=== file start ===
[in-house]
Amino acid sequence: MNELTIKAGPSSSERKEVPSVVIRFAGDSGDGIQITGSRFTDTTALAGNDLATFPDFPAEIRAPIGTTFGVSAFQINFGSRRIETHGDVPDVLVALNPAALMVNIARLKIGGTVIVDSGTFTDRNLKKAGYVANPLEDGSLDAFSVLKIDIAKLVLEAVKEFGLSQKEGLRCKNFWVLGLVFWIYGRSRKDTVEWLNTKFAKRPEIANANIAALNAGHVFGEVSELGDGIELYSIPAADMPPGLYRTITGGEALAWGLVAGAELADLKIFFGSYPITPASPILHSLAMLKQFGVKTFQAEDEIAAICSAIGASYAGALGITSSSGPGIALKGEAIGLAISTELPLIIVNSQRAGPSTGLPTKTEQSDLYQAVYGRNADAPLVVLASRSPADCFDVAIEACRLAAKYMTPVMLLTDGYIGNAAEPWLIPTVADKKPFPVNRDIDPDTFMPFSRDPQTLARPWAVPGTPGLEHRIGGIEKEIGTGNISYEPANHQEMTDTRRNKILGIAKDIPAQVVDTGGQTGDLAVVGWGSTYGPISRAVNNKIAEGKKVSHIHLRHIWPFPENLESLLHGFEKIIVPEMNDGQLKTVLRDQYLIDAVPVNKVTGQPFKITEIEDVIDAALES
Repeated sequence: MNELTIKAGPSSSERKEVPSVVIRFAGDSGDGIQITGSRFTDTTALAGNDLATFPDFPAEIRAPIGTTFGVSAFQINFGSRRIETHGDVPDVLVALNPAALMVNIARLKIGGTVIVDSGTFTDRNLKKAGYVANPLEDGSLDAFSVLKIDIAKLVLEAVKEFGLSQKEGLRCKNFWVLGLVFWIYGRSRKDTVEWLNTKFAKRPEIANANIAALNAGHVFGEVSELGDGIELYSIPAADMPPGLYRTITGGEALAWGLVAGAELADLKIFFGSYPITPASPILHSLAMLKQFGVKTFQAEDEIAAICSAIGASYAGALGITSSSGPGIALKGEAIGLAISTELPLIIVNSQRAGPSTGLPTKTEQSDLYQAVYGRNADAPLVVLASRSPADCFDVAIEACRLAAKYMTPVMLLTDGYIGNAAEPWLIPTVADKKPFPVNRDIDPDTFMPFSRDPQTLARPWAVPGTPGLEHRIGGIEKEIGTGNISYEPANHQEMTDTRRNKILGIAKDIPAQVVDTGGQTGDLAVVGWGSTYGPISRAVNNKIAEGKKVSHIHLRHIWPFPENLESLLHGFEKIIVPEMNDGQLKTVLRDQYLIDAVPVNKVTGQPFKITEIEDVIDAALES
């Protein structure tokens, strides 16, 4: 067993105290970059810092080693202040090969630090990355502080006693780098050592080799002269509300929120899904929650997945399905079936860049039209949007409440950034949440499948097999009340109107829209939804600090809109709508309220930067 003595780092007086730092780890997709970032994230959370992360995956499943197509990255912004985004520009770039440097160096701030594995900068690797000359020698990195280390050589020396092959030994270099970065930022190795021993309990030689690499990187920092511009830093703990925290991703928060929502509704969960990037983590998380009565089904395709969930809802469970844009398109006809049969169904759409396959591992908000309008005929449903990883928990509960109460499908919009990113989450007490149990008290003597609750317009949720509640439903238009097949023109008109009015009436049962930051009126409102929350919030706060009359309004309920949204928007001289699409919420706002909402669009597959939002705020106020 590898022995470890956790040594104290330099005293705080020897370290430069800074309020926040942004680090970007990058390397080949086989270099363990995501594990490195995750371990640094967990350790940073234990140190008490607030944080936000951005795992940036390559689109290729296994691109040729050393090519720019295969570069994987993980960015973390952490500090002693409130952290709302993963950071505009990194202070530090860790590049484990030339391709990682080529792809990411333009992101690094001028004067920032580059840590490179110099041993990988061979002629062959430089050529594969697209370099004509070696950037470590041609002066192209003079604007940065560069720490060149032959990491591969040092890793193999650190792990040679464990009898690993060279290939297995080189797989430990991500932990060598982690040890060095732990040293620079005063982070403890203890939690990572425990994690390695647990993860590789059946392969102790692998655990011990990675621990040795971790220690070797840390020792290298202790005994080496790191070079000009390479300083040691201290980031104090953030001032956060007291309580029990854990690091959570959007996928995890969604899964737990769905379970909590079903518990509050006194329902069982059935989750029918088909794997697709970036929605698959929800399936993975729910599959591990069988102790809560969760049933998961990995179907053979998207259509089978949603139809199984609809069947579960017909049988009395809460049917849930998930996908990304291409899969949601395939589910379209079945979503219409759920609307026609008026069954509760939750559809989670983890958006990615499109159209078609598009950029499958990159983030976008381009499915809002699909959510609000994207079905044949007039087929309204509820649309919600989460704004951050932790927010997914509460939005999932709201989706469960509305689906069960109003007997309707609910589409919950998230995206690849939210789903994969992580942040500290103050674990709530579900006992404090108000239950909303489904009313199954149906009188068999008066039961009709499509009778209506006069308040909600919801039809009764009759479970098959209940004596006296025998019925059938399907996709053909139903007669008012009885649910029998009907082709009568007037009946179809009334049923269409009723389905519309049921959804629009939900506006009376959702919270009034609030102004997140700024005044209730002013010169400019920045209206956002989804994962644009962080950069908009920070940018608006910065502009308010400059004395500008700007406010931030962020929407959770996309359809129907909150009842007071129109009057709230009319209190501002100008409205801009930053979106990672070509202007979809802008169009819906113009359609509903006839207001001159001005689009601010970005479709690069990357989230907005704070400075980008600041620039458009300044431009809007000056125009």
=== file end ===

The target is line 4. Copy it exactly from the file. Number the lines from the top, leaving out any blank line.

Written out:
């Protein structure tokens, strides 16, 4: 067993105290970059810092080693202040090969630090990355502080006693780098050592080799002269509300929120899904929650997945399905079936860049039209949007409440950034949440499948097999009340109107829209939804600090809109709508309220930067 003595780092007086730092780890997709970032994230959370992360995956499943197509990255912004985004520009770039440097160096701030594995900068690797000359020698990195280390050589020396092959030994270099970065930022190795021993309990030689690499990187920092511009830093703990925290991703928060929502509704969960990037983590998380009565089904395709969930809802469970844009398109006809049969169904759409396959591992908000309008005929449903990883928990509960109460499908919009990113989450007490149990008290003597609750317009949720509640439903238009097949023109008109009015009436049962930051009126409102929350919030706060009359309004309920949204928007001289699409919420706002909402669009597959939002705020106020 590898022995470890956790040594104290330099005293705080020897370290430069800074309020926040942004680090970007990058390397080949086989270099363990995501594990490195995750371990640094967990350790940073234990140190008490607030944080936000951005795992940036390559689109290729296994691109040729050393090519720019295969570069994987993980960015973390952490500090002693409130952290709302993963950071505009990194202070530090860790590049484990030339391709990682080529792809990411333009992101690094001028004067920032580059840590490179110099041993990988061979002629062959430089050529594969697209370099004509070696950037470590041609002066192209003079604007940065560069720490060149032959990491591969040092890793193999650190792990040679464990009898690993060279290939297995080189797989430990991500932990060598982690040890060095732990040293620079005063982070403890203890939690990572425990994690390695647990993860590789059946392969102790692998655990011990990675621990040795971790220690070797840390020792290298202790005994080496790191070079000009390479300083040691201290980031104090953030001032956060007291309580029990854990690091959570959007996928995890969604899964737990769905379970909590079903518990509050006194329902069982059935989750029918088909794997697709970036929605698959929800399936993975729910599959591990069988102790809560969760049933998961990995179907053979998207259509089978949603139809199984609809069947579960017909049988009395809460049917849930998930996908990304291409899969949601395939589910379209079945979503219409759920609307026609008026069954509760939750559809989670983890958006990615499109159209078609598009950029499958990159983030976008381009499915809002699909959510609000994207079905044949007039087929309204509820649309919600989460704004951050932790927010997914509460939005999932709201989706469960509305689906069960109003007997309707609910589409919950998230995206690849939210789903994969992580942040500290103050674990709530579900006992404090108000239950909303489904009313199954149906009188068999008066039961009709499509009778209506006069308040909600919801039809009764009759479970098959209940004596006296025998019925059938399907996709053909139903007669008012009885649910029998009907082709009568007037009946179809009334049923269409009723389905519309049921959804629009939900506006009376959702919270009034609030102004997140700024005044209730002013010169400019920045209206956002989804994962644009962080950069908009920070940018608006910065502009308010400059004395500008700007406010931030962020929407959770996309359809129907909150009842007071129109009057709230009319209190501002100008409205801009930053979106990672070509202007979809802008169009819906113009359609509903006839207001001159001005689009601010970005479709690069990357989230907005704070400075980008600041620039458009300044431009809007000056125009």